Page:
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COPPA 2.0: The New Battle over Privacy, Age Verification, Online Safety & Free Speech

COPPA 2.0: The New Battle over Privacy, Age Verification, Online Safety & Free Speech

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Published by Berin Szoka
Online privacy, child safety, free speech and anonymity are on a collision course. The 1998 Children’s Online Privacy Protection Act (COPPA) already mandates certain online privacy protections for children under 13, but many advocate expanding online privacy protections for both adolescents and adults. Furthermore, efforts continue at both the federal and state levels to institute new regulations, such as age verification mandates, aimed at ensuring the safety of children online. There is an inherent tension between these objectives: Attempts to achieve perfectly “safe” online environments will likely require the surrender of some privacy and speech rights, including the right to speak anonymously.
These tensions are coming to a head with state-based efforts to expand COPPA, which requires “verifiable parental consent” before certain sites or services may collect, or enable the sharing of, personal information from children under the age of 13. Several proposed state laws would extend COPPA’s parental-consent framework to cover all adolescents under 18. This seemingly small change would require age verification of not only adolescents and their parents, but—for the first time—large numbers of adults, thus raising grave First Amendment concerns. Such broad age verification mandates would, ironically, reduce online privacy by requiring more information to be collected from both adolescents and adults for age verification purposes, while doing little to make adolescents safer. In practical terms, the increased scale of “COPPA 2.0” efforts would present significant implementation and enforcement challenges. Finally, state-level COPPA 2.0 proposals would likely conflict with the Constitution’s Commerce Clause.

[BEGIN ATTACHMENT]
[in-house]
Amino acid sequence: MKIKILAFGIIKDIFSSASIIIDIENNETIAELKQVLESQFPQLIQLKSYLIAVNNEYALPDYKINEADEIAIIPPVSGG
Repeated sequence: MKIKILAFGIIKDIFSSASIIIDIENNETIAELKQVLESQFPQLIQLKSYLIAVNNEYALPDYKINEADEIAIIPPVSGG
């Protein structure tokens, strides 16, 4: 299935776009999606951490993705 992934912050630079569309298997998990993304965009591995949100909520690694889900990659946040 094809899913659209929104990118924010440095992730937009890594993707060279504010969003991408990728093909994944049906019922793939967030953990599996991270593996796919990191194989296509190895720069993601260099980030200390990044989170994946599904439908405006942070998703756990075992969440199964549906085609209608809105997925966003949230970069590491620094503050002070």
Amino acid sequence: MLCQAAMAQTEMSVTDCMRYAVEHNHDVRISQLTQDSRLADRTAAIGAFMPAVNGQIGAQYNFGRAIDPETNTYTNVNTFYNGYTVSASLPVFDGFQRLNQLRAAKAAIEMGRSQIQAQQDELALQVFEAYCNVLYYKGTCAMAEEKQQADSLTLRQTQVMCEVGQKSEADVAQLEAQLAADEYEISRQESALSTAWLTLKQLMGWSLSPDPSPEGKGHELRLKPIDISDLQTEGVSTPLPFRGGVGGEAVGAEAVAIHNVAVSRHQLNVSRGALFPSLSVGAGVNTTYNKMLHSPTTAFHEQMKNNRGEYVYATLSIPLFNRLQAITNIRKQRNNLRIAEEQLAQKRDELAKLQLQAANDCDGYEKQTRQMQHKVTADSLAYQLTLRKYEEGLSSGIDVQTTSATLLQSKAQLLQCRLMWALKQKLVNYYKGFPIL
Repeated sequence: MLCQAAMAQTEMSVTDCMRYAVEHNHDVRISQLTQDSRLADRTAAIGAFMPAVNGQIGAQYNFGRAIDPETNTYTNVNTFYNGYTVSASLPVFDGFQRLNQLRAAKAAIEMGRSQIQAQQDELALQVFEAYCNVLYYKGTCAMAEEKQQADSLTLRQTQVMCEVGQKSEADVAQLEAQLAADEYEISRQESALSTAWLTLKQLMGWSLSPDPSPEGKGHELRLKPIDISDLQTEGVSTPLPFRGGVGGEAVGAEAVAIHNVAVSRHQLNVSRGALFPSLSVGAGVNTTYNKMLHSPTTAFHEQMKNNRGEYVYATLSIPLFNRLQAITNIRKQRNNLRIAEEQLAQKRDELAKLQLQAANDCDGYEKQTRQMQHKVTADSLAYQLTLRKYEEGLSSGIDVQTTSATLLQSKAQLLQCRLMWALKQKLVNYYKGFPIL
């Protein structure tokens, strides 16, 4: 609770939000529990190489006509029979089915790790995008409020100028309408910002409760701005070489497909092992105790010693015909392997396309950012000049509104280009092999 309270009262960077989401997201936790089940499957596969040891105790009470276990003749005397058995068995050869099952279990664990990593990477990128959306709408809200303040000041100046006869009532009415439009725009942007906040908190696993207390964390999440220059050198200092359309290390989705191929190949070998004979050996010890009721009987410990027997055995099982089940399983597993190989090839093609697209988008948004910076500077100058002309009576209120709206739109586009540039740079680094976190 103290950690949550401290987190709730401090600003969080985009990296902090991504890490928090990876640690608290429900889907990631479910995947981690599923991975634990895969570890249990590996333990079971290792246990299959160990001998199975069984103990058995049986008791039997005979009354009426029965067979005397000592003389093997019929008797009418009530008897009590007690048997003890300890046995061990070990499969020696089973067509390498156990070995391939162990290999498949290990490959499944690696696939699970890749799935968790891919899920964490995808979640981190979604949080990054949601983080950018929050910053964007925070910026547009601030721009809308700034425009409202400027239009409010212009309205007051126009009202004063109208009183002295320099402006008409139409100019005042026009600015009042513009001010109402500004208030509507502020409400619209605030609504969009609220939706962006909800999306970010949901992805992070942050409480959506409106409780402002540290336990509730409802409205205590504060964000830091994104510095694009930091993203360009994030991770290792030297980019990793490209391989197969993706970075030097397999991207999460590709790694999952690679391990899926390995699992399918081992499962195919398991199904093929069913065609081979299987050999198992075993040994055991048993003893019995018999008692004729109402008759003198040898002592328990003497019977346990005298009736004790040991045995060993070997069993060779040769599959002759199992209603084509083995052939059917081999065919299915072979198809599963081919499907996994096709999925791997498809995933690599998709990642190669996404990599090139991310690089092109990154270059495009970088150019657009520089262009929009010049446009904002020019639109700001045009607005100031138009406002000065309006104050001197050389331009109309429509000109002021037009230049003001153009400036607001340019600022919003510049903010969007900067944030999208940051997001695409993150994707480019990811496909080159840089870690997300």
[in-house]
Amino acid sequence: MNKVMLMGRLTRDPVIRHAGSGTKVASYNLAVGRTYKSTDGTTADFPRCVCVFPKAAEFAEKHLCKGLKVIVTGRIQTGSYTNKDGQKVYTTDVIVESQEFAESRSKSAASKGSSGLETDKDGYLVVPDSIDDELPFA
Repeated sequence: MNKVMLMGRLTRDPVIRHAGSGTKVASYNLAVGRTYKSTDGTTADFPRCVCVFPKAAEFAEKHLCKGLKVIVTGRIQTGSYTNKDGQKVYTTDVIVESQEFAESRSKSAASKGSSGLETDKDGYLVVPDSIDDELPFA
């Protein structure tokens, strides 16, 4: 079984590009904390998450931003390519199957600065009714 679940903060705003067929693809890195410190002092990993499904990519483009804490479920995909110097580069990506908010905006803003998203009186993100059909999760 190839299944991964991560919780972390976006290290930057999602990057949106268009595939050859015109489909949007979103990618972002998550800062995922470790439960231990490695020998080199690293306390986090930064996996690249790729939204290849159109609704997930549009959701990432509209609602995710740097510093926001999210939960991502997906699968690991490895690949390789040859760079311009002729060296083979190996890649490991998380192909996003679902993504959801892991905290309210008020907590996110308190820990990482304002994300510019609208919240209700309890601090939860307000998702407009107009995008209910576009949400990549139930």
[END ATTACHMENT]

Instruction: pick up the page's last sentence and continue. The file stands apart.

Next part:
Despite these profound problems, COPPA expansion has great rhetorical appeal and seems likely to be at the heart of future child safety debates—especially efforts to require mandatory age verification. There are, however, many better ways to protect children online than by expanding COPPA beyond its original, limited purpose.
Online privacy, child safety, free speech and anonymity are on a collision course. The 1998 Children’s Online Privacy Protection Act (COPPA) already mandates certain online privacy protections for children under 13, but many advocate expanding online privacy protections for both adolescents and adults. Furthermore, efforts continue at both the federal and state levels to institute new regulations, such as age verification mandates, aimed at ensuring the safety of children online. There is an inherent tension between these objectives: Attempts to achieve perfectly “safe” online environments will likely require the surrender of some privacy and speech rights, including the right to speak anonymously.
These tensions are coming to a head with state-based efforts to expand COPPA, which requires “verifiable parental consent” before certain sites or services may collect, or enable the sharing of, personal information from children under the age of 13. Several proposed state laws would extend COPPA’s parental-consent framework to cover all adolescents under 18. This seemingly small change would require age verification of not only adolescents and their parents, but—for the first time—large numbers of adults, thus raising grave First Amendment concerns. Such broad age verification mandates would, ironically, reduce online privacy by requiring more information to be collected from both adolescents and adults for age verification purposes, while doing little to make adolescents safer. In practical terms, the increased scale of “COPPA 2.0” efforts would present significant implementation and enforcement challenges. Finally, state-level COPPA 2.0 proposals would likely conflict with the Constitution’s Commerce Clause.